LONDON (Reuters) - British filmmaker Anthony Minghella, who won the Oscar as best director for his work on “The English Patient,” died in a London hospital on Tuesday after a short illness, his agent said. He was 54.
Minghella died from complications following surgery last week for cancer of the tonsils and neck, agent Leslee Dart said.
“The surgery had gone well and they were very optimistic,” she said. “But he developed a hemorrhage last night and they were not able to stop it.”
The son of an ice-cream maker, Minghella was married to Carolyn Choa and had two grown-up children, Max and Hannah.
British Prime Minister Gordon Brown, who was a close friend of the director, said he was “deeply saddened.”
“He was one of Britain’s greatest creative talents, one of our finest screenwriters and directors, a great champion of the British film industry and an expert on literature and opera,” Brown said. “He will be deeply missed.”
Hailed as a master filmmaker and admired by actors as well as fellow directors, Minghella began his cinematographic career as a television soap opera script editor in the 1980s.
Gradually working his way up the television hierarchy, Minghella turned his hand to writing, winning in 1984 the London Theater Critics award as most promising playwright for “A Little Like Drowning.”
Other awards followed, and in 1991 he made his breakthrough with “Truly, Madly Deeply,” a film he wrote and directed for the BBC which crossed over into cinema and won a British Academy of Film and Television Arts award for best screenplay.
“He was a great guy, a very, very nice man, a brilliant writer, excellent director,” film producer David Puttnam told BBC television, calling Minghella’s death was a “shattering blow.”
“The English Patient,” a wartime romance starring Ralph Fiennes, Kristin Scott Thomas and Juliette Binoche, earned Minghella an Academy Award as best director in 1997 and an Oscar nomination for best adapted screenplay.
The film won nine Oscars in all, including the award for best picture and a best supporting actress prize for Binoche.
Three years later, Minghella picked up a second Oscar nomination for his adapted screenplay to the high-society thriller “The Talented Mr. Ripley,” which he also directed.
He also wrote and directed the 2003 U.S. Civil War-era drama “Cold Mountain.”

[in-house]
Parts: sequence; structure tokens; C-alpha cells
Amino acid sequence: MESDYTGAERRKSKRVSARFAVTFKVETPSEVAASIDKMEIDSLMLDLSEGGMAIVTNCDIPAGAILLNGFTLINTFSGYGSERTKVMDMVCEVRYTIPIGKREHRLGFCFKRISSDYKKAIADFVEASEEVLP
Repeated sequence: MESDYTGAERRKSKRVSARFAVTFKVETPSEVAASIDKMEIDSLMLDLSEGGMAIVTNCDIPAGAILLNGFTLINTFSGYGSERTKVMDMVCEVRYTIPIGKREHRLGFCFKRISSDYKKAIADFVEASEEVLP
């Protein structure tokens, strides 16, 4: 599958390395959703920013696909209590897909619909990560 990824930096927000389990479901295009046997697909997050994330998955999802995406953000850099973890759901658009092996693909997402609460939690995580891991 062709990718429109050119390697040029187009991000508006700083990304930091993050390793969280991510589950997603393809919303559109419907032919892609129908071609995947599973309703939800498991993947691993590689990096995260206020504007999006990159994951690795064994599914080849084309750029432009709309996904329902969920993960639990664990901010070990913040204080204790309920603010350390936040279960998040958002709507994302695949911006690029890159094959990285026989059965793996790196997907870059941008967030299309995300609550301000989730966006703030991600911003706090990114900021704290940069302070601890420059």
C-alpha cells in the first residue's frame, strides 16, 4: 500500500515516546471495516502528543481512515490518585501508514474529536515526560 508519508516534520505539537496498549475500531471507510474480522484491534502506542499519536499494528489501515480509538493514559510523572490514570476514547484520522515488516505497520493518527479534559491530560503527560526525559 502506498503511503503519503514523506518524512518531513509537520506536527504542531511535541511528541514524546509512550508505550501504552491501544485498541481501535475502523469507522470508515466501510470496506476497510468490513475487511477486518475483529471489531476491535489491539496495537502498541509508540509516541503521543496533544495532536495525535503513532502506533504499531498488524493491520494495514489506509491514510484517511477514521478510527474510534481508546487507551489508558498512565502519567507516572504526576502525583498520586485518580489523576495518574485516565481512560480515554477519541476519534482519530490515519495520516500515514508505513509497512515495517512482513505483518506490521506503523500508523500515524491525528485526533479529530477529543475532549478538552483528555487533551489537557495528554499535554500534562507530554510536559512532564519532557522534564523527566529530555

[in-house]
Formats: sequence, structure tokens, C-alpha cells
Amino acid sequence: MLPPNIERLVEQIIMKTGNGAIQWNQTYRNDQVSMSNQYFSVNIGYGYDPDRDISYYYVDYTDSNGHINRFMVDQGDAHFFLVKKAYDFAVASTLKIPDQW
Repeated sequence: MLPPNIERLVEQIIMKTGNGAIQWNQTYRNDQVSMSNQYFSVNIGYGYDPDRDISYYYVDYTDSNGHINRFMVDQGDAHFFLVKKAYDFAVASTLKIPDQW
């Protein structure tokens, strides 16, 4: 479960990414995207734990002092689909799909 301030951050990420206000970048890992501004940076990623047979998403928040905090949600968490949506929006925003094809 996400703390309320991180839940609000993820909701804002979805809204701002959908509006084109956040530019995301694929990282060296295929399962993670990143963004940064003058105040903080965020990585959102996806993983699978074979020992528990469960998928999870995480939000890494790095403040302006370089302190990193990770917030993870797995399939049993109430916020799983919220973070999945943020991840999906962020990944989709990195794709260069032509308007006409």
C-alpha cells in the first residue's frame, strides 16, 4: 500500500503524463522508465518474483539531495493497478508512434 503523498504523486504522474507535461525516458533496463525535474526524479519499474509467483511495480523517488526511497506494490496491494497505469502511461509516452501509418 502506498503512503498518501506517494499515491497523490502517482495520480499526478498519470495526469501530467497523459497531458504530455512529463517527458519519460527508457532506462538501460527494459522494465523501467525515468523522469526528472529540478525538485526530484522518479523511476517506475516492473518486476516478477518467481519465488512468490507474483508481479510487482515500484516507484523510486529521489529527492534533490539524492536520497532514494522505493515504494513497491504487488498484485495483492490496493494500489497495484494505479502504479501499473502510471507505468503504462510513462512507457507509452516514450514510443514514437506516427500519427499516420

“Anthony was a realistic romanticist,” said friend and colleague Sydney Pollack. “A kind of poet, disciplined by reality, an academic by training, a musician by nature, a compulsive reader by habit, and to most observers, a sunny soul who exuded a gentleness that should never have been mistaken for lack of tenacity and resolve.”
“The English Patient,” based on author Michael Ondaatje’s novel, was an unexpected global hit.
In an interview with Reuters after its release, Minghella said he had struggled to raise the money to make the film, which was nominated in 12 Oscar categories.
“It was a very hard job to get someone to give us the money for this,” he said. “It was a very unpromising document: a European film about a man haunted from his wartime past, good actors but no stars and a director who had little experience.
“It was understandable that people (in Hollywood) had no faith in the film. But they were all completely wrong.”
Born to Italian parents and brought up on the Isle of Wight, he studied drama at the University of Hull in northeast England.
In 2003, he was appointed the head of the British Film Institute, the body created to make film more accessible to the public. Two years later, he staged his first opera in London.
The director and writer had been filming an adaptation of Alexander McCall Smith’s novel, “The No. 1 Ladies’ Detective Agency.” It was due to be shown on the BBC on Easter Sunday and on the HBO network in the United States.
(Additional reporting by Katherine Baldwin and Jeremy Lovell)